The discovery of K2-18b is remarkable.

In a study published Sept. 11, 2019, researchers at the University College London released this image to illustrate the detection of water vapor in the atmosphere of exoplanet K2-18b.In a study published Sept. 11, 2019, researchers at the University College London released this image to illustrate the detection of water vapor in the atmosphere of exoplanet K2-18b.(Image: © ESA/Hubble, M. Kornmesser)
Water vapor, and likely clouds that rain liquid water, have been discovered in the atmosphere of an exoplanet that lies in the habitable zone of its star. But there’s an issue.

While the discovery broke late Tuesday night (Sept. 10) in a paper posted to the preprint server arXiv.org, a second, peer-reviewed paper was published the next day (Sept. 11) in the journal Nature Astronomy that also showed the detection of water vapor in this planet’s atmosphere. Both of these studies used the observations made by the team who published first, on arXiv.org.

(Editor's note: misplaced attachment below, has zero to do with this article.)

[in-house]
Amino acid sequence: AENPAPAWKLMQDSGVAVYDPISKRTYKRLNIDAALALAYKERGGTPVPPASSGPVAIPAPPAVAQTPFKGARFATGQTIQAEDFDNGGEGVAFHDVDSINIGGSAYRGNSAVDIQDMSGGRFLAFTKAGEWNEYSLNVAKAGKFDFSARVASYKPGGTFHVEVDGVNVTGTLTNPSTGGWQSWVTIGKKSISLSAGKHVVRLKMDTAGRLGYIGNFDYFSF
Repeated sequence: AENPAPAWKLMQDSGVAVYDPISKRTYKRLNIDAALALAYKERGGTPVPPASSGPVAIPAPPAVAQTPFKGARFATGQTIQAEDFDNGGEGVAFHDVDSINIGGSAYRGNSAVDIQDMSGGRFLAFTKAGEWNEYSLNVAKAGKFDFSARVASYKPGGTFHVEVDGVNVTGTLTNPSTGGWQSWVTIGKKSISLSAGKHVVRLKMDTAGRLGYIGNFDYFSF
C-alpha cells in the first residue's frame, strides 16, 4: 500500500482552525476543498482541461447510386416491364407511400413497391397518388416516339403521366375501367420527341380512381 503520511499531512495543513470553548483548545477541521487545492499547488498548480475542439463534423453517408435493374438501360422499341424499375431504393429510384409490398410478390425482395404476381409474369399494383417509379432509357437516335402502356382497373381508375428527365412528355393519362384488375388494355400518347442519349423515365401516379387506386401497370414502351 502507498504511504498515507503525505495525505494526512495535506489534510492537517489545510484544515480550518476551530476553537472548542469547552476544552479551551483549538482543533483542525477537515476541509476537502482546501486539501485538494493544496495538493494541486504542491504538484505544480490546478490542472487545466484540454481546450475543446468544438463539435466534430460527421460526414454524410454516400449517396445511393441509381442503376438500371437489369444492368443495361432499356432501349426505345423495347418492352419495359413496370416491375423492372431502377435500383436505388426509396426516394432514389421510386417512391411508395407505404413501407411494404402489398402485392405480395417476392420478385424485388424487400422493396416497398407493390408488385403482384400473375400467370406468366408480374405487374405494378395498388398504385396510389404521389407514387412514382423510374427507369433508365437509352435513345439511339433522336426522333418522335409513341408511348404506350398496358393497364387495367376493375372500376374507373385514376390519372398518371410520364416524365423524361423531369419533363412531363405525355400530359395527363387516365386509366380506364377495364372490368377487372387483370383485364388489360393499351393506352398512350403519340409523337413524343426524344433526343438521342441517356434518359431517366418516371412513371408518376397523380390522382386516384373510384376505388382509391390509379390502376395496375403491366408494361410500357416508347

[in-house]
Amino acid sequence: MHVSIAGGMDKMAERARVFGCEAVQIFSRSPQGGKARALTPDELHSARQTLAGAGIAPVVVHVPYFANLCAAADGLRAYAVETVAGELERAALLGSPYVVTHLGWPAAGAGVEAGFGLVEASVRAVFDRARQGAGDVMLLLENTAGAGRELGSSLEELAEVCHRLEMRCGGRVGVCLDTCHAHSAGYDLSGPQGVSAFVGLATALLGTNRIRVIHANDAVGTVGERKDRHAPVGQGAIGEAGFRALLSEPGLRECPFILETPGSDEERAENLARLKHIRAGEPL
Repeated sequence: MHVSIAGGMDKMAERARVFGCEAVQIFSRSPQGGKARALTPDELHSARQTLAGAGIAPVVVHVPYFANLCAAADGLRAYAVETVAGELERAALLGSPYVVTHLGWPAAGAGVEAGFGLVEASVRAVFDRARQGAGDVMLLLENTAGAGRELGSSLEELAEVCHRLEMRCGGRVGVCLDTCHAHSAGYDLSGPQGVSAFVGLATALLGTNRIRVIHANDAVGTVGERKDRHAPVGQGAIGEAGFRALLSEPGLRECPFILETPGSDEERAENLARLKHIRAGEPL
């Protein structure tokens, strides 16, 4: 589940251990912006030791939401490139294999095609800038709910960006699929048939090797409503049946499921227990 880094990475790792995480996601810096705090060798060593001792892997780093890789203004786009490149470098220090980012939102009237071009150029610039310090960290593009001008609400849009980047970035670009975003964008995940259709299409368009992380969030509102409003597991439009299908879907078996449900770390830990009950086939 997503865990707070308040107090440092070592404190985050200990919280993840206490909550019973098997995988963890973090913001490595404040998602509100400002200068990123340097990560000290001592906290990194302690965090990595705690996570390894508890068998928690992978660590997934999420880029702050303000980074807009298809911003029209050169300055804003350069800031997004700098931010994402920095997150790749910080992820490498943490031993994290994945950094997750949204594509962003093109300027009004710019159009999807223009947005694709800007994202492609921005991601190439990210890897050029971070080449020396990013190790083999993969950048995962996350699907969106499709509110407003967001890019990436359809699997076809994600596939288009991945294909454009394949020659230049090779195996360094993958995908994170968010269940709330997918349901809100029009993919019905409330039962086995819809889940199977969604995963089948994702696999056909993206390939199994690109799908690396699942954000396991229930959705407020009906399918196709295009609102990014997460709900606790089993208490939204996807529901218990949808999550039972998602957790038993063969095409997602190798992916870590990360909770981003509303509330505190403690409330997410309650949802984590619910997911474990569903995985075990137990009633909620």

In short, researchers made a major discovery — water vapor and likely liquid water clouds in the atmosphere of an exoplanet called K2-18b — based on data they collected using the Hubble Space Telescope. But another team took and used some of that data to reach similar conclusions.

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